The FRCFoamies Boeing X32.... it [S]looks[/S] flies great!
While visiting JettaManDan in Maryland, Dan took Jay and I to the Patuxent Naval Air Station where we saw several amazing planes up close. We touched their aluminum skin, rivets, tires, etc and were inspired! In fact, our FRCFoamies F18 is based on the Naval version we saw there! We were especially excited to see the X35 since we had just released our FRCFoamies F35 :
Jay and I with the Lockheed Martin X35 and FRCFoamies F35
We also saw another plane there; the Boeing X32. Both the X32 and X35 were within feet of each other and seeing the two former competitors for the Joint Strike Fighter contract so close together really shows the different directions Boeing and Lockheed Martin were going. The X35 looks sleek, has a lot of moving parts, has a stealth design and is capable of VTOL- looks like the perfect fighter jet in concept. The Boeing X32 was a much simpler VTOL design, was built on a modular, single piece wing concept and also incorporated a stealth design. Simple, sleek and smooth! But it looked like.... A Guppy!
The Boeing X32
Some people are now questioning the choice of the F35 due to its unreliability and budget over runs, so we decided to bring back the X32 to see what it would be like to fly!
Being a delta wing with a huge lifting body the plane has a great combination of stability and float. Very Unique for a parkjet! A super quick and easy build- only a few parts. Elevons only, Elevons and V-tails, Rudders and Elevons- they all work. Rudders feel so good on this plane!
This is one plane that grew on us throughout the whole design and testing process and we definitely feel a special bond to it! It may be the X32 guppy, but...
once you build and fly it you'll think it's beautiful!!
We hope you'll fall in love with the Guppy as much as we did.
For those of you not familiar with the amazing story of the Joint Strike Fighter competition, here is the NOVA documentary "Battle of the X Planes". I think we watched this 10 times...
The Design Process: Sketchup Images....
--Jay and Greg
***EXCELLENT BUILD LOG FROM JohnFromOz!!!***
FRC Foamies X-32 "Guppy" Build Log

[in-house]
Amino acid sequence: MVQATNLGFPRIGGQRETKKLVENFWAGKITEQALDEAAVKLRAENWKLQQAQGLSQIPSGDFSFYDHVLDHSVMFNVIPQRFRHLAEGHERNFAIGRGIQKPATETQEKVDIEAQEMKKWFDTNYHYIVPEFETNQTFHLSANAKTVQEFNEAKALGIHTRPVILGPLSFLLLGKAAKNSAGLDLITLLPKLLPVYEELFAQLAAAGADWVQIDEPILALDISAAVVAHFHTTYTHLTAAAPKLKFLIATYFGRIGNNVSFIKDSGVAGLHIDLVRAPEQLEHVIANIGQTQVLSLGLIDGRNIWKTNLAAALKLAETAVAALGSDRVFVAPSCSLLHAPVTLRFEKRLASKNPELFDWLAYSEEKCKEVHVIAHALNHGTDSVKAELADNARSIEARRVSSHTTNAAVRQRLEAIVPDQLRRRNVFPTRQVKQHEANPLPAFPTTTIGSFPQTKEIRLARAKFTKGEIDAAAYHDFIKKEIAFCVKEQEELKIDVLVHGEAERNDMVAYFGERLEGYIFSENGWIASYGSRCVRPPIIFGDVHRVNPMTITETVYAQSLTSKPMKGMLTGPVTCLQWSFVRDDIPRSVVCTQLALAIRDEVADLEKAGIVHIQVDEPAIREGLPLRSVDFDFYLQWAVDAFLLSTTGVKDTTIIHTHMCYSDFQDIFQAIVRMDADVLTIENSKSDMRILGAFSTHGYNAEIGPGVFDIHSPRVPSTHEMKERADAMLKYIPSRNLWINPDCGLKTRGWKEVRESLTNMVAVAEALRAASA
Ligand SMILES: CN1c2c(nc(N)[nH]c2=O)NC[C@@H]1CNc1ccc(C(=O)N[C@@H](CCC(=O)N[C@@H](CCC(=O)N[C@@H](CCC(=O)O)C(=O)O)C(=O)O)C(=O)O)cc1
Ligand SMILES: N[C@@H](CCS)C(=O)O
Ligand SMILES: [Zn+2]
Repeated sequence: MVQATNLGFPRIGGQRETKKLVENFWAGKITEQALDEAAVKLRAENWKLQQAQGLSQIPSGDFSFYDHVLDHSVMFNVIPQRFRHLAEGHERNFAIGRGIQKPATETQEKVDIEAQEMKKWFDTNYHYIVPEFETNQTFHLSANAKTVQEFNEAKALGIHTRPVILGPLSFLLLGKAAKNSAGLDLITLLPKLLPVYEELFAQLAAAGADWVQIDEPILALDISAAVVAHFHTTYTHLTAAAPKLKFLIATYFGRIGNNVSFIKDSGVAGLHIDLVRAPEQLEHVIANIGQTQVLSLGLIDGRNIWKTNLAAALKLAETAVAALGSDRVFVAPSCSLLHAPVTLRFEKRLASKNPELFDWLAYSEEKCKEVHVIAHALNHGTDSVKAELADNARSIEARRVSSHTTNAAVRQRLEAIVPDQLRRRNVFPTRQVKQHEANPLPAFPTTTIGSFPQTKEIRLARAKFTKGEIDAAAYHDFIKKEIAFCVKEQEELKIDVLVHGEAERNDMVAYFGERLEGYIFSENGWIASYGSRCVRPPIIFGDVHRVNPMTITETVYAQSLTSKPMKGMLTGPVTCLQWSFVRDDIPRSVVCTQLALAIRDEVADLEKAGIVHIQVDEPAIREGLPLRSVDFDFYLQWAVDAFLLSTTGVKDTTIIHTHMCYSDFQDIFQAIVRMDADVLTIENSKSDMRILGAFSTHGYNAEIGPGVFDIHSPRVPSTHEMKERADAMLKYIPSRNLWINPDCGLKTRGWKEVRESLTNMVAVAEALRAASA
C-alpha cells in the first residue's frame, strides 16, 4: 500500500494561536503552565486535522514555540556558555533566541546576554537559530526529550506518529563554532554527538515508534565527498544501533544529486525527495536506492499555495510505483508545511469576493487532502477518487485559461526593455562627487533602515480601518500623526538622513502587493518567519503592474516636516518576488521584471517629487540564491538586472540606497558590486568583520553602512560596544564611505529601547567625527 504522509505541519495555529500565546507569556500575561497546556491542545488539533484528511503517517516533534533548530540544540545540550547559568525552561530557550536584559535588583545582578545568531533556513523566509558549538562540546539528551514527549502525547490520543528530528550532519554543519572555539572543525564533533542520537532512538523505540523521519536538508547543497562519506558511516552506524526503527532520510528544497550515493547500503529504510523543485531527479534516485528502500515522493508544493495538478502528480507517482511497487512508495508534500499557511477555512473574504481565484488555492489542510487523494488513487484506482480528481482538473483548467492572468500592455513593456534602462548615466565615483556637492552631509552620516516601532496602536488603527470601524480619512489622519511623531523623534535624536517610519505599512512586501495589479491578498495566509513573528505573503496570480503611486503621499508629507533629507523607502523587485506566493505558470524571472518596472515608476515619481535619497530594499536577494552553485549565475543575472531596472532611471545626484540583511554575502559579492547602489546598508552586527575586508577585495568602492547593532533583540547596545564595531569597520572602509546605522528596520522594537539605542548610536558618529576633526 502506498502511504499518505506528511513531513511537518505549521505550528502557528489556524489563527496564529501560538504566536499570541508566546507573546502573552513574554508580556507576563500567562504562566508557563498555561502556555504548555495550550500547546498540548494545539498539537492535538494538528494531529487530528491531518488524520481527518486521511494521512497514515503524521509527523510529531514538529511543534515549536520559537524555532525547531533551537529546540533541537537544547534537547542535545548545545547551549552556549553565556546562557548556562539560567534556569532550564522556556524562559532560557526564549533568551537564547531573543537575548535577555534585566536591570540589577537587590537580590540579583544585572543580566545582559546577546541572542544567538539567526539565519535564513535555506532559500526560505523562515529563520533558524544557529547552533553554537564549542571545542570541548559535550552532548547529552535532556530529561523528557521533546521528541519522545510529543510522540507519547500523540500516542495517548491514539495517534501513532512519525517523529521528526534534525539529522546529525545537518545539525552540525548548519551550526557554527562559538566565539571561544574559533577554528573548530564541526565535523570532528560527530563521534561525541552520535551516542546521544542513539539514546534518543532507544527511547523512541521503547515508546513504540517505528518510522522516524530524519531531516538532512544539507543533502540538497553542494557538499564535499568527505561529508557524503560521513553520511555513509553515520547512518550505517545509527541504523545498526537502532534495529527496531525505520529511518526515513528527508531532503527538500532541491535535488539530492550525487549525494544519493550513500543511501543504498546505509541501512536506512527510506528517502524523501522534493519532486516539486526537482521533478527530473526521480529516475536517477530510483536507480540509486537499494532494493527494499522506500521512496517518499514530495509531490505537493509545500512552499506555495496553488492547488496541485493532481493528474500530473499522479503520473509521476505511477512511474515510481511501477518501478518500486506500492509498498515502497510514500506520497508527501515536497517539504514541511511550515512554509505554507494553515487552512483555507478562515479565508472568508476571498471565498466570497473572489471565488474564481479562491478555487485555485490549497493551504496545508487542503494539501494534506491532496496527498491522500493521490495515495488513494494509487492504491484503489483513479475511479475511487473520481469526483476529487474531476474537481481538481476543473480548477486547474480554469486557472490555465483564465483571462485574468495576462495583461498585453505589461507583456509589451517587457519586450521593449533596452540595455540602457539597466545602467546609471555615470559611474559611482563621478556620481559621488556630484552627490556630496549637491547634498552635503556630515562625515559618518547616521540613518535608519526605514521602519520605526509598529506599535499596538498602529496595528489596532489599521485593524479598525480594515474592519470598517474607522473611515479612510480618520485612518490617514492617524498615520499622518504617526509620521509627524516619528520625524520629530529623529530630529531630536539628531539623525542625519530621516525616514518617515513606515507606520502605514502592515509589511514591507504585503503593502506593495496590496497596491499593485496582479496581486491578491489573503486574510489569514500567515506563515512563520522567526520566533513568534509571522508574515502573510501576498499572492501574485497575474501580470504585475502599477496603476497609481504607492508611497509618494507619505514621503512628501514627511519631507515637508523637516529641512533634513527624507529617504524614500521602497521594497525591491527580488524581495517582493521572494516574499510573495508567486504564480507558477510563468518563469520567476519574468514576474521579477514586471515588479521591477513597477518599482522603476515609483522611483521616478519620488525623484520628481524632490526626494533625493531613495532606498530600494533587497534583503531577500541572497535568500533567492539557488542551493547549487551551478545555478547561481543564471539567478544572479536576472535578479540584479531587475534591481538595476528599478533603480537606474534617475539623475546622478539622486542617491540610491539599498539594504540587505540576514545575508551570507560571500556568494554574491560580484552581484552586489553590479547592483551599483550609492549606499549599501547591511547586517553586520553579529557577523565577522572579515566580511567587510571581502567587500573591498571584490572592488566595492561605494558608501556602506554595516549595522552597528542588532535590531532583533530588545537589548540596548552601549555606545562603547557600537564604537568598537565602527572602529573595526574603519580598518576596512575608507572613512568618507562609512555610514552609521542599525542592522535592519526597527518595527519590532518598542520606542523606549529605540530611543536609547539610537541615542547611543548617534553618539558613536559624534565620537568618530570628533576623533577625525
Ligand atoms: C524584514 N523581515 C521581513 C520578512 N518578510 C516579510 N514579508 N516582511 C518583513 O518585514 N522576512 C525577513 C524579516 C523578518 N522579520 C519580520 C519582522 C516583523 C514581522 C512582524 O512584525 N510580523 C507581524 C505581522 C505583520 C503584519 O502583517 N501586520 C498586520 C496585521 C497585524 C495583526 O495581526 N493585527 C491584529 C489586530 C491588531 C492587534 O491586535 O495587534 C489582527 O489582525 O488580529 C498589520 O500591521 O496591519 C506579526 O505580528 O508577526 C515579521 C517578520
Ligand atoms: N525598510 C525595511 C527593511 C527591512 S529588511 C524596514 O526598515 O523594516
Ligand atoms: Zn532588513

Congratulations Jay and Greg on the launch of the X-32, another fascinating plane!
The "Guppy" is a master-class in deceptively simple design that goes together elegantly to produce a striking plane. I know nothing about designing planes but it's clear a lot of thought went into achieving the unique X-32 appearance, while avoiding tying us in knots with a super-complex build. Well done guys! I understand that Jay did the heavy lifting in Sketchup but Greg is proud that he moved a couple of lines somewhere in the tail!
My build went very well, with no major hurdles or 'gotcha' moments. I used UHU-POR glue for this build, very similar to Foam-Tac. Dry fitting was essential, to work out the best way to glue the sections of foam that met other parts at an angle---this often required glue along the sharp edge of the foam rather than on the flat of the cut in the more common butt-join style.
The plane felt a little wobbly at times during the dry-fitting but when glued it locked together into a verystrong but lightweight structure. It feels like it will endure lots of rough handling/landings at the field.
I used the suggested elevons + rudders + v-tails control set-up. The v-tails can be switched on or off.
I also have air brakes enabled, in which the rudders go outwards together. Not sure these are needed but it was just a bit of extra programming.
I used my standard power/electronics suite: 2200kv motor, 6x4 prop, 30A ESC, 6ch receiver. I have plenty of other motor/prop combinations available for later testing.
I haven't yet fitted the KF2/KF4 air-foils. I'll maiden her with the basic wing form and add the KFs later to see the difference. Once I'm happy I'm smooth all the leading and trailing edges.
The weight table for the completed build (using standard 6mm Depron) looks like this: